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As the performers explained, Vienna in the early 17th century was a great place for musicians, a hotbed of creativity and performance. In this, the court city of the Holy Roman Empire and its successive rulers, Ferdinand II, Ferdinand III, and Leopold I, not to mention later Habsburgs, Joseph I and Charles IV, much of the composition was in honor of an emperor and much of the performance was for his benefit and pleasure. This program at The Music House successfully sought to elicit the same excitement they would have known.
The Heartland Baroque players have a series of instruments from the usual to the delightfully historically informed. The two unusual instruments present in this concert were the curtal and the theorbo. The theorbo, a bass lute, in this case taller than its player by a foot or so, has ten strings. The curtal, similar to the bassoon, has a light and airy tone, sounding like nothing so much as a baritone kazoo with the most perfect intonation possibly imaginable. (In this case, the brilliantly precise intonation was the good work of performer C. Keith Collins.) The tuning of the theorbo was in this case equally precise through the good efforts of lutenist William Simms.
The program was a jewel box of delicate and unusually beautiful pieces, beginning with the Canzona Prima à tre of Massimiliano Neri. The second piece was J. J. Fux's Sonata à tre; the curtal had its own legitimate part, which also served as the bass line. The curtal was often doubled by the cello. The Sonata Sesta à tre of Johann Rosenmuller had more than the usual three movements; the third movement was especially brisk; the fourth movement gave Collins and his curtal a chance to speak undoubled by the cello. The music seemed to delight Krumdieck, who gave us something more than a hint of a smile in this movement.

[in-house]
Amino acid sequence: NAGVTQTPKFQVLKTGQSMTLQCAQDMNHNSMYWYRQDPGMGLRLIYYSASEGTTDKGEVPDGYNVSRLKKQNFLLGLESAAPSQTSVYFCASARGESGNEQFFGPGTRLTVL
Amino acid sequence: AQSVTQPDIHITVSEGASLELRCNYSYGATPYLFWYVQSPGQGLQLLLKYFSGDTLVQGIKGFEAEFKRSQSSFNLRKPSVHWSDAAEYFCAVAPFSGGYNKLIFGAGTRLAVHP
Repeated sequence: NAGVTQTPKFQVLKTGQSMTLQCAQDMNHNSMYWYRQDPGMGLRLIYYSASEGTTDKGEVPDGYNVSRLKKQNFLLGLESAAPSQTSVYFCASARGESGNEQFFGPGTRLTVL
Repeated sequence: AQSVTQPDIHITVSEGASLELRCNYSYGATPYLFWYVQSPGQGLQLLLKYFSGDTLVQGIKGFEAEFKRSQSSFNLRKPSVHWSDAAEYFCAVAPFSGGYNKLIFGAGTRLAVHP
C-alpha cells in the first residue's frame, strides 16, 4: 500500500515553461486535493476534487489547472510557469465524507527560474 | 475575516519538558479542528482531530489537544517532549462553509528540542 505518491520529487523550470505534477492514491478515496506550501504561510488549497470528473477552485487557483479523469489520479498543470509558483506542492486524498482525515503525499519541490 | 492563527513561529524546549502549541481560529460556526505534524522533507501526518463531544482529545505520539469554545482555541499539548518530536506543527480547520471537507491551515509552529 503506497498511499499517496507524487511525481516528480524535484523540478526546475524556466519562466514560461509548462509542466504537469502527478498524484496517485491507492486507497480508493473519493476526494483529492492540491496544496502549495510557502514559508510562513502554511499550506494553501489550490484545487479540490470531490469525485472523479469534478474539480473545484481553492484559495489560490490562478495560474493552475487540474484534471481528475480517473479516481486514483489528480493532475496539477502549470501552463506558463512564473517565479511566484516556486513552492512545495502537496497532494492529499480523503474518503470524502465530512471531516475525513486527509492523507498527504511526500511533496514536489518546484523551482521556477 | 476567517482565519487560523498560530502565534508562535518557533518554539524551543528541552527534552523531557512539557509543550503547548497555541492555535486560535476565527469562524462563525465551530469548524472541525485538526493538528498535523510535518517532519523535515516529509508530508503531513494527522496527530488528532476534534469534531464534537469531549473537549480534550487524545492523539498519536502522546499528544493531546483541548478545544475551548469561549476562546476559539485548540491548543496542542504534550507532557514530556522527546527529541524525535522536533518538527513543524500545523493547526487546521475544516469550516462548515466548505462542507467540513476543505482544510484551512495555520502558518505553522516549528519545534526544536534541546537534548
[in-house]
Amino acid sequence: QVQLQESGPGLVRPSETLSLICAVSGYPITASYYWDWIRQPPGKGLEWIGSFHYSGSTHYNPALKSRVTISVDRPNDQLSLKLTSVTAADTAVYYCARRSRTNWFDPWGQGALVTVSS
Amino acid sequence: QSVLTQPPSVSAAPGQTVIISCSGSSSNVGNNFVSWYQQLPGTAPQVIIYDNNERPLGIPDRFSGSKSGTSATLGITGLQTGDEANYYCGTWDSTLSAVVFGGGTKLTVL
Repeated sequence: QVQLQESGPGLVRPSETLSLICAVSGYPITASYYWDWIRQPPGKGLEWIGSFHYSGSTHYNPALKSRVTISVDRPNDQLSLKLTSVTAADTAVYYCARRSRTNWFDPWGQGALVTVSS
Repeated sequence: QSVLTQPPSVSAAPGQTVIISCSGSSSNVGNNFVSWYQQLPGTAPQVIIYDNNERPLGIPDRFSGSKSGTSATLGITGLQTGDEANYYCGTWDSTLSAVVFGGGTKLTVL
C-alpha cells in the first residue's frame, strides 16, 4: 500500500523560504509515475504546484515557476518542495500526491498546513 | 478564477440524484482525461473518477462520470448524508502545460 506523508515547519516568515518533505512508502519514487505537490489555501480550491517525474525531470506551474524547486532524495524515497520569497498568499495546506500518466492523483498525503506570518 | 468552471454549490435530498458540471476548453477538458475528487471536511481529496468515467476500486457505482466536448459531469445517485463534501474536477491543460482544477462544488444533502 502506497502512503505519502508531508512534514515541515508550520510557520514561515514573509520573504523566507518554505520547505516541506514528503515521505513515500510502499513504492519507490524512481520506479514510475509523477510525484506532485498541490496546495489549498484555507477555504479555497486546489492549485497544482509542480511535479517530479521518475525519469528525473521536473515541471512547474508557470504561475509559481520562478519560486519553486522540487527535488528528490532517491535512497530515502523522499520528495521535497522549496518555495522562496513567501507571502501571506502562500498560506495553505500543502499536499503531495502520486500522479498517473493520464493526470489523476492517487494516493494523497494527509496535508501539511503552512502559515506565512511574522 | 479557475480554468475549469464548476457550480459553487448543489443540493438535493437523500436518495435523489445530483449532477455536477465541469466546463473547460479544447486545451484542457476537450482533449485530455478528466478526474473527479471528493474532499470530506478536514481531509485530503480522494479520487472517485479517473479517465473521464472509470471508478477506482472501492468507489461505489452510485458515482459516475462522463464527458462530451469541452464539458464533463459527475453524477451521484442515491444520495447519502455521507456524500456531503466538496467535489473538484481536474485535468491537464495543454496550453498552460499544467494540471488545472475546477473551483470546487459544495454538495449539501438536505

In the Sonata à Due Violini (Giovanni Battista Buonamente), Simms switched from the theorbo to a Baroque guitar, an instrument which calls for a much more vigorous style of playing than the theorbo, with much more strumming and less plucking, although in Simms's realization of the figured bass he did choose some plucking to emphasize a few of the passages. In these pieces, in which the theorbo or guitar is playing the basso continuo, Simms had neither a tablature part nor a part written out in conventional notation; he (although rehearsed) was improvising, based on the single printed bass note and the required harmonies indicated by the figures. I never ceased to be amazed at how apt his choice of chords and flourishes was.
In Johann Heinrich Schmelzer's Sonata à Due (namely Wilson, violin, and Collins, curtal), Collins and his instrument proved to be as spritely as the violin. The ensemble brought a strong and gentle competence to the piece, with its lines of triplets sparkling like flowing water. The phrases were usually introduced by the violin with what seemed like far too many notes to the inch for the curtal, and yet Collin's mastery erased any sense of doubt about his ability to follow the piece wherever it led him.
First after intermission was Gottfried Finger's Sonata à tre (Perry and Wilson, violins; Krumdieck, cello; Simms, continuo theorbo). This piece was in an open and sunny singing-and-dancing style completely different from the very intense and complicated pieces that preceded and followed it. It was brilliantly easy in the same way that Handel can be as moving as Bach, but using the simplest of elements rather than the most complicated. The second movement was full of delicious suspensions. In this piece the cello definitely came into its own as a solo voice, and Krumdieck never hesitated, making the most complicated passages seem like child's play.
The Sonata à Due Violini of Antonio Bertali was titled for two violins, and Perry and Wilson had several let's-go-crazy-now passages, handled with complete aplomb, over the more solemn continuo; that continuo, taken by Collins, Krumdieck, and Simms, was itself a masterpiece of perfect intonation, especially between the curtal and the cello.
In the Sonata Terza à due between the violin and the curtal (Rosenmuller again), there was a stumble, a stop, and a perfect do-over, hardly obvious as a problem, so forgiving is the intimacy of a small hall.
Joey O'Donnell joined the ensemble for Schmelzer's Lamento Sopra la Morte Ferdinand III. The concert concluded with Bertali's Sonata à tre for two Violini é Fagotto (curtal).
A pleasant evening was had by all, including Worm, Mr. Cello's usual traveling companion, who took everything in from atop the Steinway in the corner (joke, insiders, for the use of).